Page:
|Quick Facts:||Lake Bonneville|
|Formed:||32.000 years ago|
|disappeared:||14.500 years ago|
|Estimated Area:||50.000 km² (120.000 mi²)|
|Max. Depth:||1.000 ft (300 m)|
Lake Bonneville is the name of a prehistoric lake that extended over most of northwestern Utah in the late Pleistocene epoch, approximately 17,000 to 9,000 years ago. The waters of the ancient lake have contracted to the area of the present Great Salt Lake.
At its greatest extent, Lake Bonneville had an area of 20,000 square miles (50,000 sq km) and a volume more than 500 times as great as the Great Salt Lake, which has an area of 1,650 square miles (4,250 sq km). Its water was fresh, as compared with the 23% salt content accumulated in the present lake. Lake Bonneville drained northeast into the valley of the Snake River.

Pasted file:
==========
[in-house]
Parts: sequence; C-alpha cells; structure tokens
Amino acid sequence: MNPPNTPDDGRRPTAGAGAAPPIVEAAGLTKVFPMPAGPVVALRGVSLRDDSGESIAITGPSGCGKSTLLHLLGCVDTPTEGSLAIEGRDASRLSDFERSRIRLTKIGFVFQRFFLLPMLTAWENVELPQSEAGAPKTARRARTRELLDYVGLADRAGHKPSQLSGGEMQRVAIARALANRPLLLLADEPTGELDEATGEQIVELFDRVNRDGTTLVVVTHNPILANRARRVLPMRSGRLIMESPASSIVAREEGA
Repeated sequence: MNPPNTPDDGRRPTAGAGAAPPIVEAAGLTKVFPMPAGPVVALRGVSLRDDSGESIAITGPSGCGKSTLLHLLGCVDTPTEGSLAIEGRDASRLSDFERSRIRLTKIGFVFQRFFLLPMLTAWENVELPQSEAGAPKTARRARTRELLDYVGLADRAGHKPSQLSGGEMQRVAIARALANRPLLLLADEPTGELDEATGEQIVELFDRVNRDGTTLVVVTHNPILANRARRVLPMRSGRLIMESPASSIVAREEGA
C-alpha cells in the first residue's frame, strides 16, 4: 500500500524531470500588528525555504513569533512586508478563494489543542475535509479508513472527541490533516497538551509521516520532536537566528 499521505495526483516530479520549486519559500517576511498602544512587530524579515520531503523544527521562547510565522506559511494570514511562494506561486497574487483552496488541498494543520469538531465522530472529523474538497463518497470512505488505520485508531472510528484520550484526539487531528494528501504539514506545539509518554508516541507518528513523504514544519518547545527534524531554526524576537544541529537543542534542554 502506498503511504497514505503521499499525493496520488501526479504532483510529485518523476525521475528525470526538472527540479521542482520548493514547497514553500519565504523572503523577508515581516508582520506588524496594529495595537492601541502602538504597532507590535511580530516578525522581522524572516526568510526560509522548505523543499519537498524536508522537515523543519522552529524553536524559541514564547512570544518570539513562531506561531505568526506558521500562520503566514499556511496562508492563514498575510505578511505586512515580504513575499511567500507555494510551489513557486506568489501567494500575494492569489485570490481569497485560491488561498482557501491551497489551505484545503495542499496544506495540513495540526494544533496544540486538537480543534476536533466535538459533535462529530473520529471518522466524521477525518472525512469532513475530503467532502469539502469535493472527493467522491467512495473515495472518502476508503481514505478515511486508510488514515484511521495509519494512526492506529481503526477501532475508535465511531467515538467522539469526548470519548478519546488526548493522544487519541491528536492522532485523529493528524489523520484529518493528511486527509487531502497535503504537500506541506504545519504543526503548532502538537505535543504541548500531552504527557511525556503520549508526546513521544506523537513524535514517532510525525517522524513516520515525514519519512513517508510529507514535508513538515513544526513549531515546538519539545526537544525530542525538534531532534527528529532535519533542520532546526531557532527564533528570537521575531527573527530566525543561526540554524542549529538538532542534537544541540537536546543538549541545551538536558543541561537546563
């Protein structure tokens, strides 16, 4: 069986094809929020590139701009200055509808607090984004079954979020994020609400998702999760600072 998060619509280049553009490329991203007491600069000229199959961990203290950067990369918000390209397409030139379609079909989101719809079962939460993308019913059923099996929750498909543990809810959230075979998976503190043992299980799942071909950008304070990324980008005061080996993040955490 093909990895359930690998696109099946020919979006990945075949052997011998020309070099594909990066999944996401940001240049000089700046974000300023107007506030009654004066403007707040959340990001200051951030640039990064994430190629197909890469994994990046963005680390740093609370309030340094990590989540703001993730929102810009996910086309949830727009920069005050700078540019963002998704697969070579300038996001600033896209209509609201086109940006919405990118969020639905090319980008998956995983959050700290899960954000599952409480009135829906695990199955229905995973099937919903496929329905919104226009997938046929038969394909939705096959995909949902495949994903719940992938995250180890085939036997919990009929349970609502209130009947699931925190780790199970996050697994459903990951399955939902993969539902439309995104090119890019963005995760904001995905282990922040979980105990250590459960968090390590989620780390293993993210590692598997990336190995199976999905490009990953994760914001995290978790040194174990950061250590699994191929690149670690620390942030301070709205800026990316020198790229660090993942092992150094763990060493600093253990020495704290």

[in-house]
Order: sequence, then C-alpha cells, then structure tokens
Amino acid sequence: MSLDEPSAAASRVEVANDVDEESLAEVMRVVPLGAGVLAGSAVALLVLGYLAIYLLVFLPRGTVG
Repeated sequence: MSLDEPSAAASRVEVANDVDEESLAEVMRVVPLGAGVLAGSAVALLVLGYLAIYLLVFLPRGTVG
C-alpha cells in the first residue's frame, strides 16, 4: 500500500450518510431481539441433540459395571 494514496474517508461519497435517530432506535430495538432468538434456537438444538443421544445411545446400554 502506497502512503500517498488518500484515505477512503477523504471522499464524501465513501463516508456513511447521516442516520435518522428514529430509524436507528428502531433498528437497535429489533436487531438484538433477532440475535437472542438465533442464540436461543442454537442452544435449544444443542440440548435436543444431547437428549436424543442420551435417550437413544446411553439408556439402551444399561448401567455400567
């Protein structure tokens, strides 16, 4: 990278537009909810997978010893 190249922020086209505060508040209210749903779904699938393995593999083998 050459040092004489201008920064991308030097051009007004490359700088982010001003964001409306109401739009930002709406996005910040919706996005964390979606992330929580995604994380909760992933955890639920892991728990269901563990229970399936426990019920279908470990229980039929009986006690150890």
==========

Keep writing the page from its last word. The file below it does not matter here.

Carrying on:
Terraces left by the ancient lake can be observed at levels about 50, 300, and 650 feet (15, 90, and 190 meters) above the present water level. The terraces are not quite horizontal; the deviations have been caused by subsequent warping and other geological factors.
From the study of radioactive carbon isotopes in shells found on the terraces, it has been determined that there were four stages of higher water level. The stages occurred about 17,000, 14,500, 12,000, and 9,500 years ago, during the waning of the great ice sheets of the Pleistocene epoch. There were intervening stages of lower water level. These varying levels were dependent upon the balance between water inflow and the evaporation rate in the region; the higher levels existed during the more humid periods.